"Marco Rubio Dismisses Rand Paul’s Tea Party Caucus As A ‘Little Club’ Run By Washington Politicians"
Last month, the newly formed Senate Tea Party Caucus held its first meeting, but conspicuously absent were some high-profile senators who got elected last year with the strong backing of the tea party, including Marco Rubio (R-FL). Sen. Rand Paul (R-KY) founded the caucus soon after arriving in Washington, but Rubio has long questioned the need for a formal caucus, saying he prefered the movement be left to grass roots activists, not Washington politicians. But in a radio interview Friday, Rubio leveled even harsher words at the caucus, dismissing it as a “little club” run by politicians that could cause the real movement “to lose its energy”:
HOST: When Michele Bachmann began to create this Tea Party Caucus, I got this really bad taste in my mouth. … You and I see eye-to-eye on this, right? It’s a grassroots movement, right? […]
RUBIO: Now, specifically about the Tea Party Caucus, the concern that I’ve expressed, is that what I think gives the tea party its strength and its legitimacy in the American political process is that it’s a grassroots movement of everyday Americans. … My fear has always been that if you start creating these little clubs or organizations in Washington run by politicians, the movement starts to lose its energy. Basically, the media will jump on that and start paying attention to that instead of the grass roots movement which is really what has given the tea party its voice. … I don’t want us to anything that kind of changes its grassroots nature.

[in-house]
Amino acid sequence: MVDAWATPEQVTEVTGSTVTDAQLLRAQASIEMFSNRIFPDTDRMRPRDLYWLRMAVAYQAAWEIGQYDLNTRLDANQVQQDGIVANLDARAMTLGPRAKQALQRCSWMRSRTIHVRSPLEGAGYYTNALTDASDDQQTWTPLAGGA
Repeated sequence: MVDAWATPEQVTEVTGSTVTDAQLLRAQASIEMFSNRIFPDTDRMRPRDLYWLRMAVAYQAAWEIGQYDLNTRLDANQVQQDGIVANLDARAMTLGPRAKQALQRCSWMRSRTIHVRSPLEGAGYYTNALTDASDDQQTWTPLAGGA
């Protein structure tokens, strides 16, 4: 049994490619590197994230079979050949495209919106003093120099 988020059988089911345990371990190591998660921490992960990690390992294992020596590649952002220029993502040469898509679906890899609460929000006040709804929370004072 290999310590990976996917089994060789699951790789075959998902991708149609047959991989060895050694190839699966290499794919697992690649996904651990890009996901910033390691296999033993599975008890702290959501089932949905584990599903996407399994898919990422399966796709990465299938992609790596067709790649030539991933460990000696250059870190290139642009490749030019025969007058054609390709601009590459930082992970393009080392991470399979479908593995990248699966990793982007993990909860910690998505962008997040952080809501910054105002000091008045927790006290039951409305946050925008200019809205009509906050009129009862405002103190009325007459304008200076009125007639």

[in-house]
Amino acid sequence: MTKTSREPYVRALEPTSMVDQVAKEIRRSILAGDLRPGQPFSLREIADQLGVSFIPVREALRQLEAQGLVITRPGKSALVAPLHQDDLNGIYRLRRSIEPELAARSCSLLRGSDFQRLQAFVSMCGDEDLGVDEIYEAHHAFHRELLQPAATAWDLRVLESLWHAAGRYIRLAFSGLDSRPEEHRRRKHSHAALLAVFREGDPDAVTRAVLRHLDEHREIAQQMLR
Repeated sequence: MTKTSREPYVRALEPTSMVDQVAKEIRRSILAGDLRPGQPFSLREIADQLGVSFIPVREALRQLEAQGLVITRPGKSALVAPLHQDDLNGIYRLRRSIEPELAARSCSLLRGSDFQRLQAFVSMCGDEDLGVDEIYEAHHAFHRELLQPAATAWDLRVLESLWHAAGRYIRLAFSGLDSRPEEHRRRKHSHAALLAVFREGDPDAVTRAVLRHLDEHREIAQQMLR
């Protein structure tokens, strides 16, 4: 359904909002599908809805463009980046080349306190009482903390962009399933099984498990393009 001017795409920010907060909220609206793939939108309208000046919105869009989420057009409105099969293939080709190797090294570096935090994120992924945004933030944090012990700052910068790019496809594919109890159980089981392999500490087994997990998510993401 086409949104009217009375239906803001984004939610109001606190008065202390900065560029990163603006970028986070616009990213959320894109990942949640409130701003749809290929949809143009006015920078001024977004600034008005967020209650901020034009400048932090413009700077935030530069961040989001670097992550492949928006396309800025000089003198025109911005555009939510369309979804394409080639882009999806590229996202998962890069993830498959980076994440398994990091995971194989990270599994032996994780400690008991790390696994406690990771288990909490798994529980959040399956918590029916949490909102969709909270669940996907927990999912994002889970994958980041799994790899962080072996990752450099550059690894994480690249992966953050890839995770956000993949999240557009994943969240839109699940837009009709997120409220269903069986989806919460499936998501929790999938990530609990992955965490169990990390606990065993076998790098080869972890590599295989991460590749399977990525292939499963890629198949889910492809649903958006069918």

In the other chamber of Congress, a number of leading House Republicans have criticized Rep. Michele Bachmann (R-MN) for founding the House Tea Party Caucus (which inspired the Senate version). House Majority Leader Eric Cantor (R-VA) refused to join the caucus, saying the tea party movement is “certainly not of Washington and in that respect it’s better left with the people.” Rep. Jason Chaffetz (R-UT), who also refused to join despite his closeness to the tea party, said the movement “should be kept outside Congress.” “The more you try to put structure around the tea party, the more compromised it will be,” Chaffetz wrote warned.